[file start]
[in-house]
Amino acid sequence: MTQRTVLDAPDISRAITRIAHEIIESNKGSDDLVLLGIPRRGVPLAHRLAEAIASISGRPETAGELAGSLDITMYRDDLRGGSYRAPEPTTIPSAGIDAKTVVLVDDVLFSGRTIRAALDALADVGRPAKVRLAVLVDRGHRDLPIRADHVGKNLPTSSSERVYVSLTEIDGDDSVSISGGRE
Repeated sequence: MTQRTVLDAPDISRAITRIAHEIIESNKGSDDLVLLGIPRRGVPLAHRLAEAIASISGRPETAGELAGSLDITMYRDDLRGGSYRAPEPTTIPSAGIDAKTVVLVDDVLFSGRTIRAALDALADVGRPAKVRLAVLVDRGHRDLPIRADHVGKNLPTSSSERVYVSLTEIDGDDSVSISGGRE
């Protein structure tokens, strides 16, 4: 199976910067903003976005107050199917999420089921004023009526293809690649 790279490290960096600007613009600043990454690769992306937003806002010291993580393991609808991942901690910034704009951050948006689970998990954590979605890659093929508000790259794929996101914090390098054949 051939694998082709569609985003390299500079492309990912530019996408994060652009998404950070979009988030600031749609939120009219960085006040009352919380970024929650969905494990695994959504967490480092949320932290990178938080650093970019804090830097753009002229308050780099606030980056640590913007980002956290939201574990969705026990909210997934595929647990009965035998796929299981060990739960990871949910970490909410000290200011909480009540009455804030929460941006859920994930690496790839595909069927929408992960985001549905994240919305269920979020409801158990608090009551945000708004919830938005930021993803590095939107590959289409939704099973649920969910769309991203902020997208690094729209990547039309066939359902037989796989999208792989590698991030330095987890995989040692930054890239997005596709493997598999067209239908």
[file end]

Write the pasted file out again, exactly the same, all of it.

[in-house]
Amino acid sequence: MTQRTVLDAPDISRAITRIAHEIIESNKGSDDLVLLGIPRRGVPLAHRLAEAIASISGRPETAGELAGSLDITMYRDDLRGGSYRAPEPTTIPSAGIDAKTVVLVDDVLFSGRTIRAALDALADVGRPAKVRLAVLVDRGHRDLPIRADHVGKNLPTSSSERVYVSLTEIDGDDSVSISGGRE
Repeated sequence: MTQRTVLDAPDISRAITRIAHEIIESNKGSDDLVLLGIPRRGVPLAHRLAEAIASISGRPETAGELAGSLDITMYRDDLRGGSYRAPEPTTIPSAGIDAKTVVLVDDVLFSGRTIRAALDALADVGRPAKVRLAVLVDRGHRDLPIRADHVGKNLPTSSSERVYVSLTEIDGDDSVSISGGRE
């Protein structure tokens, strides 16, 4: 199976910067903003976005107050199917999420089921004023009526293809690649 790279490290960096600007613009600043990454690769992306937003806002010291993580393991609808991942901690910034704009951050948006689970998990954590979605890659093929508000790259794929996101914090390098054949 051939694998082709569609985003390299500079492309990912530019996408994060652009998404950070979009988030600031749609939120009219960085006040009352919380970024929650969905494990695994959504967490480092949320932290990178938080650093970019804090830097753009002229308050780099606030980056640590913007980002956290939201574990969705026990909210997934595929647990009965035998796929299981060990739960990871949910970490909410000290200011909480009540009455804030929460941006859920994930690496790839595909069927929408992960985001549905994240919305269920979020409801158990608090009551945000708004919830938005930021993803590095939107590959289409939704099973649920969910769309991203902020997208690094729209990547039309066939359902037989796989999208792989590698991030330095987890995989040692930054890239997005596709493997598999067209239908």